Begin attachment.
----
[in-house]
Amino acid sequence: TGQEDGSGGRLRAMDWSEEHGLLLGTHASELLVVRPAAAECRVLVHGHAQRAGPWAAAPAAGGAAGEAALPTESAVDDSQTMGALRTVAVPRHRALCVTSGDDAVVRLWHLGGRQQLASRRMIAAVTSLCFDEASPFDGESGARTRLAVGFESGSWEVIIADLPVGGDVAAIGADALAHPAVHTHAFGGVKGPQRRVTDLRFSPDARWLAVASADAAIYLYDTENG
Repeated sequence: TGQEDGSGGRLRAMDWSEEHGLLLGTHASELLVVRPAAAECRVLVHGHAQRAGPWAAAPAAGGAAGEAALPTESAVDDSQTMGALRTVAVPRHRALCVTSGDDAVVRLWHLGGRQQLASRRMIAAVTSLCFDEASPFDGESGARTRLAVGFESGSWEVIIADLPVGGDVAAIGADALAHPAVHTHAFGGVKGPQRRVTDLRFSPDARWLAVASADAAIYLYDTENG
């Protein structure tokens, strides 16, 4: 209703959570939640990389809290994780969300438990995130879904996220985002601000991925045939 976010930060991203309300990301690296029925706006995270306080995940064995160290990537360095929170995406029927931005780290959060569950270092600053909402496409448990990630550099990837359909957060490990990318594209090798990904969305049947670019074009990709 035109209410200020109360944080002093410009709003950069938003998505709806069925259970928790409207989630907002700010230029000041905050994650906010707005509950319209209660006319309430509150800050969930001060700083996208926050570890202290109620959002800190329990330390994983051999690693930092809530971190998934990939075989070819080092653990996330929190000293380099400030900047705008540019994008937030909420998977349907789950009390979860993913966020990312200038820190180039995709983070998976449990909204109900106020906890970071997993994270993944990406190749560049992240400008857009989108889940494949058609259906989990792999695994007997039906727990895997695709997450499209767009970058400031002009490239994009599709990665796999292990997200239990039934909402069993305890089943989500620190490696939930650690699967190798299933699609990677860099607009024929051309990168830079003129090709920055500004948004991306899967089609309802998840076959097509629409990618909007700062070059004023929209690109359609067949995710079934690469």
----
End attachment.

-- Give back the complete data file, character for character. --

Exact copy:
[in-house]
Amino acid sequence: TGQEDGSGGRLRAMDWSEEHGLLLGTHASELLVVRPAAAECRVLVHGHAQRAGPWAAAPAAGGAAGEAALPTESAVDDSQTMGALRTVAVPRHRALCVTSGDDAVVRLWHLGGRQQLASRRMIAAVTSLCFDEASPFDGESGARTRLAVGFESGSWEVIIADLPVGGDVAAIGADALAHPAVHTHAFGGVKGPQRRVTDLRFSPDARWLAVASADAAIYLYDTENG
Repeated sequence: TGQEDGSGGRLRAMDWSEEHGLLLGTHASELLVVRPAAAECRVLVHGHAQRAGPWAAAPAAGGAAGEAALPTESAVDDSQTMGALRTVAVPRHRALCVTSGDDAVVRLWHLGGRQQLASRRMIAAVTSLCFDEASPFDGESGARTRLAVGFESGSWEVIIADLPVGGDVAAIGADALAHPAVHTHAFGGVKGPQRRVTDLRFSPDARWLAVASADAAIYLYDTENG
């Protein structure tokens, strides 16, 4: 209703959570939640990389809290994780969300438990995130879904996220985002601000991925045939 976010930060991203309300990301690296029925706006995270306080995940064995160290990537360095929170995406029927931005780290959060569950270092600053909402496409448990990630550099990837359909957060490990990318594209090798990904969305049947670019074009990709 035109209410200020109360944080002093410009709003950069938003998505709806069925259970928790409207989630907002700010230029000041905050994650906010707005509950319209209660006319309430509150800050969930001060700083996208926050570890202290109620959002800190329990330390994983051999690693930092809530971190998934990939075989070819080092653990996330929190000293380099400030900047705008540019994008937030909420998977349907789950009390979860993913966020990312200038820190180039995709983070998976449990909204109900106020906890970071997993994270993944990406190749560049992240400008857009989108889940494949058609259906989990792999695994007997039906727990895997695709997450499209767009970058400031002009490239994009599709990665796999292990997200239990039934909402069993305890089943989500620190490696939930650690699967190798299933699609990677860099607009024929051309990168830079003129090709920055500004948004991306899967089609309802998840076959097509629409990618909007700062070059004023929209690109359609067949995710079934690469």